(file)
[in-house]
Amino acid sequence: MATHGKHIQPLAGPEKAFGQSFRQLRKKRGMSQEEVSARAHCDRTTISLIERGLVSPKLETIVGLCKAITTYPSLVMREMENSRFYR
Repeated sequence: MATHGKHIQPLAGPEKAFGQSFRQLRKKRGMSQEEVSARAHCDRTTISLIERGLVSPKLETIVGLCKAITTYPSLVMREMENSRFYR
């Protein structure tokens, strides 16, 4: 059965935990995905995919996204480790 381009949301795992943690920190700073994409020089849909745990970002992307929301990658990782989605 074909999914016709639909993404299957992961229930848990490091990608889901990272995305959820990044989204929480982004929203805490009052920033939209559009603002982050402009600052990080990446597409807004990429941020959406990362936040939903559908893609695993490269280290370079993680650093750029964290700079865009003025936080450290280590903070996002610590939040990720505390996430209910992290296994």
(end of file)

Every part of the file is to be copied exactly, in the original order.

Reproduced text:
[in-house]
Amino acid sequence: MATHGKHIQPLAGPEKAFGQSFRQLRKKRGMSQEEVSARAHCDRTTISLIERGLVSPKLETIVGLCKAITTYPSLVMREMENSRFYR
Repeated sequence: MATHGKHIQPLAGPEKAFGQSFRQLRKKRGMSQEEVSARAHCDRTTISLIERGLVSPKLETIVGLCKAITTYPSLVMREMENSRFYR
């Protein structure tokens, strides 16, 4: 059965935990995905995919996204480790 381009949301795992943690920190700073994409020089849909745990970002992307929301990658990782989605 074909999914016709639909993404299957992961229930848990490091990608889901990272995305959820990044989204929480982004929203805490009052920033939209559009603002982050402009600052990080990446597409807004990429941020959406990362936040939903559908893609695993490269280290370079993680650093750029964290700079865009003025936080450290280590903070996002610590939040990720505390996430209910992290296994």